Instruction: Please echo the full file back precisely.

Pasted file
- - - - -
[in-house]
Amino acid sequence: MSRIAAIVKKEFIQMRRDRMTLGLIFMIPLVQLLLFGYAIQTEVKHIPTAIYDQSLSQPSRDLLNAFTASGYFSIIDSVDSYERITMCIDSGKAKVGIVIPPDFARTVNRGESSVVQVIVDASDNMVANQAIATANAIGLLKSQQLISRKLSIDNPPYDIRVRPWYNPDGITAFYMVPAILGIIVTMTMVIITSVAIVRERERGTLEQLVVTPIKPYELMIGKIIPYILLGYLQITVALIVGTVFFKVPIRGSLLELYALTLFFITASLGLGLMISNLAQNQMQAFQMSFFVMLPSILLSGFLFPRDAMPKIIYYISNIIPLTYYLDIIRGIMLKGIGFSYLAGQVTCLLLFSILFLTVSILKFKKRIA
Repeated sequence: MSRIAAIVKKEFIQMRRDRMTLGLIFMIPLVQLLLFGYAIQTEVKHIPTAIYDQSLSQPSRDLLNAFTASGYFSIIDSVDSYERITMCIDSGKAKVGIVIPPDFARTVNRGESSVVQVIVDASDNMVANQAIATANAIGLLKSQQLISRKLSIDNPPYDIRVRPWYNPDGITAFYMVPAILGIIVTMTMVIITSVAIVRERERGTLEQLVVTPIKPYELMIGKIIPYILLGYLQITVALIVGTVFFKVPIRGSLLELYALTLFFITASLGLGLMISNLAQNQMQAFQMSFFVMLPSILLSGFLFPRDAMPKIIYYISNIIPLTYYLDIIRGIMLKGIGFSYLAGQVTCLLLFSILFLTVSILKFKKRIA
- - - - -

[in-house]
Amino acid sequence: MSRIAAIVKKEFIQMRRDRMTLGLIFMIPLVQLLLFGYAIQTEVKHIPTAIYDQSLSQPSRDLLNAFTASGYFSIIDSVDSYERITMCIDSGKAKVGIVIPPDFARTVNRGESSVVQVIVDASDNMVANQAIATANAIGLLKSQQLISRKLSIDNPPYDIRVRPWYNPDGITAFYMVPAILGIIVTMTMVIITSVAIVRERERGTLEQLVVTPIKPYELMIGKIIPYILLGYLQITVALIVGTVFFKVPIRGSLLELYALTLFFITASLGLGLMISNLAQNQMQAFQMSFFVMLPSILLSGFLFPRDAMPKIIYYISNIIPLTYYLDIIRGIMLKGIGFSYLAGQVTCLLLFSILFLTVSILKFKKRIA
Repeated sequence: MSRIAAIVKKEFIQMRRDRMTLGLIFMIPLVQLLLFGYAIQTEVKHIPTAIYDQSLSQPSRDLLNAFTASGYFSIIDSVDSYERITMCIDSGKAKVGIVIPPDFARTVNRGESSVVQVIVDASDNMVANQAIATANAIGLLKSQQLISRKLSIDNPPYDIRVRPWYNPDGITAFYMVPAILGIIVTMTMVIITSVAIVRERERGTLEQLVVTPIKPYELMIGKIIPYILLGYLQITVALIVGTVFFKVPIRGSLLELYALTLFFITASLGLGLMISNLAQNQMQAFQMSFFVMLPSILLSGFLFPRDAMPKIIYYISNIIPLTYYLDIIRGIMLKGIGFSYLAGQVTCLLLFSILFLTVSILKFKKRIA